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Do you have time to think?

Open plan offices and new collaborative tools are in vogue, but is too much information sharing getting in the way of peoples’ day to day productivity?

The point of collaboration is to enable people to achieve things collectively, things that cannot be achieved individually. Talking to colleagues and working across departments can and does spark valuable insights, however, some argue this does not justify the sharing of large noisy spaces and bombarding them with electronic messages.

Greenfields found this an interesting challenge to what is the norm in many organisations. We thought we’d share these ideas with you and let you decide what you think.

In a recent Harvard Business Review (HBR) article1 studies found collaboration is taking over the workplace. ‘As business becomes increasingly global and cross-functional, silos are breaking down, connectivity is increasing and teamwork is seen as key to organisational success. According to data collected over the past two decades, the time spent by managers and employees in collaborative activities has increased by 50% or more.’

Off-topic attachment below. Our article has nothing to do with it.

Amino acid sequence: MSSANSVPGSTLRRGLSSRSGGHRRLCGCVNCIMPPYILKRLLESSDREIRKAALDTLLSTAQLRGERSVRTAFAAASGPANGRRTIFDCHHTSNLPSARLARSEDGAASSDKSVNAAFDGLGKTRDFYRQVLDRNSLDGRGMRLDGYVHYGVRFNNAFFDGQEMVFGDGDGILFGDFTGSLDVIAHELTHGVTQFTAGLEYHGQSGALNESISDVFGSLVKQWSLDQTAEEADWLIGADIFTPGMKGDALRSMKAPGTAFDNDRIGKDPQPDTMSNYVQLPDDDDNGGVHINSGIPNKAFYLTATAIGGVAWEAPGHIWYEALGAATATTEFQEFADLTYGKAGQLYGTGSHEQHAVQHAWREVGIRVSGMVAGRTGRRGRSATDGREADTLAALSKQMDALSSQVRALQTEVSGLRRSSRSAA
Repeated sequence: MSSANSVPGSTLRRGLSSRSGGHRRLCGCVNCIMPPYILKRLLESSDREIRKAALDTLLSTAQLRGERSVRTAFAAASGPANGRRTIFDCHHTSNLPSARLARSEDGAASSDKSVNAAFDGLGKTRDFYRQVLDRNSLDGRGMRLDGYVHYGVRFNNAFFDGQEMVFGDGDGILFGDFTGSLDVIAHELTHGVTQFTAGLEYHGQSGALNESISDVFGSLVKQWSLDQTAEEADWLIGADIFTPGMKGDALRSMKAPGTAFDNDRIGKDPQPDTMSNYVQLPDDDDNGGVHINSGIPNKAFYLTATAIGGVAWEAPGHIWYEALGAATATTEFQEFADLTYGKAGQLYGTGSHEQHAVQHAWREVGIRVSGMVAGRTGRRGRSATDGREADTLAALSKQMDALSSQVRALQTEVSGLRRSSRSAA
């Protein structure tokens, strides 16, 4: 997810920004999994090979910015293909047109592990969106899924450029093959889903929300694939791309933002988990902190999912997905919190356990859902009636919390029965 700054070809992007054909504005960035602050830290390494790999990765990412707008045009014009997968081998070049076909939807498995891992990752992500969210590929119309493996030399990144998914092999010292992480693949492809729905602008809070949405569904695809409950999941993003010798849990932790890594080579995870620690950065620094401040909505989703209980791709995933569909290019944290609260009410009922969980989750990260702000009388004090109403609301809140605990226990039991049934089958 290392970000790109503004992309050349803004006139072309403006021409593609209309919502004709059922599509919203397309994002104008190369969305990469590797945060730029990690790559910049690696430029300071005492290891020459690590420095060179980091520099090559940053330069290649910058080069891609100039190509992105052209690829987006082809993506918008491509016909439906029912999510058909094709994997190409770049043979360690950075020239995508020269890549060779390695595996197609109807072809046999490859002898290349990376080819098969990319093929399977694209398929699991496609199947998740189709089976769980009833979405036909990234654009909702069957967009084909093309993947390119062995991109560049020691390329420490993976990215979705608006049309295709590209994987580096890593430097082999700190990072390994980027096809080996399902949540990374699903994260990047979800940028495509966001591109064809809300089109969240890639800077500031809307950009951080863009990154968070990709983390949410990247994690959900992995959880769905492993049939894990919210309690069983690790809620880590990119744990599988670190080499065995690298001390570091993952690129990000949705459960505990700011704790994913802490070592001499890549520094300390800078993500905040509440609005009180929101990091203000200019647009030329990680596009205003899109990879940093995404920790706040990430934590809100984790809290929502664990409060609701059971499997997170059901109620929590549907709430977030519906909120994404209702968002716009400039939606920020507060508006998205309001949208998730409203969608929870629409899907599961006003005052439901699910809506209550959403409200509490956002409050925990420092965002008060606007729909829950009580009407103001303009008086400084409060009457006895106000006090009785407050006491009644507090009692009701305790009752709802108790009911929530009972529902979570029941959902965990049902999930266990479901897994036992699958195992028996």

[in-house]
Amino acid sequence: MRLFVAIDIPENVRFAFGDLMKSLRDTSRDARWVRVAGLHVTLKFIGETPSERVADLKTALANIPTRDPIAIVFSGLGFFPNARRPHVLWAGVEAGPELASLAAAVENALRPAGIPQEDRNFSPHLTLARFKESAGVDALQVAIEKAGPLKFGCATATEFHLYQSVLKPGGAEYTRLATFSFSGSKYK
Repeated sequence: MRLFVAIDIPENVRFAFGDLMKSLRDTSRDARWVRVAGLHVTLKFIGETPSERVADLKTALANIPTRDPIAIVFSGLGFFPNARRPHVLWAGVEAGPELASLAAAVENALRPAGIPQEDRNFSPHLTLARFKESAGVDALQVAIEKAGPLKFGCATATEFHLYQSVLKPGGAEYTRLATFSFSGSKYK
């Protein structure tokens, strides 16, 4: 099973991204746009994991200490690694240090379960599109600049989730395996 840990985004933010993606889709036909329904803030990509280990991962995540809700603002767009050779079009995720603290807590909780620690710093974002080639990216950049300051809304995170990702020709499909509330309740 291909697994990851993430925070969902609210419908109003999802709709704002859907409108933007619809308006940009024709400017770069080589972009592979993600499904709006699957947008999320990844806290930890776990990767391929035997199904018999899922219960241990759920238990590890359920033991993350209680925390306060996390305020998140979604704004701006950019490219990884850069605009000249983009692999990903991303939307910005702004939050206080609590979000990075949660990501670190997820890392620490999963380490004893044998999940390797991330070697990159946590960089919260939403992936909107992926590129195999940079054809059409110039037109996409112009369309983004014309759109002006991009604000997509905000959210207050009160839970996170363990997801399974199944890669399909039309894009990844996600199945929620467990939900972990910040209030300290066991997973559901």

Consider a typical week, how much time do people spend in meetings, on the phone, and responding to e-mails? At many companies the proportion hovers around 80%, leaving employees little time for all the critical work they must complete on their own. Gloria Mark of the University of California, Irvine discovered that interruptions, even short ones, increase the total time required to complete a task by a significant amount.

A succession of studies have shown that multitasking reduces the quality of work as well as prolonging the task completion. Sophie Leroy of the University of Washington Bothell adds to this argument, by suggesting that jumping from one task to another reduces efficiency because of ‘attention residue.’ The mind continues to think about the old task whilst working on the new one.

Mark Bolino of the University of Oklahoma points to a hidden cost of collaboration. Enthusiastic collaborators are asked to weigh in on every issue and soon they become a bottleneck, as nothing happens until their input is received. Some collaborators are overwhelmed with the demands on their time and under-perform, and may suffer from burnout as they complete their own work at home after hours.

Not all top performers are collaborators, the HBR article suggests there is a 50% overlap. Up to 20% of the top performers in an organisation keep to themselves, so it is important to appreciate peoples’ varying behavioural styles and accommodating multiple ways of working.

Collaboration has many benefits, however equally important is giving people time to think.

References

  • HBR (January to February 2016 issue), Collaborative Overload, by Rob Cross, Reb Rebele and Adam Grant
  • The Trouble with Collaboration, Australian Financial Review, 5 February 2016

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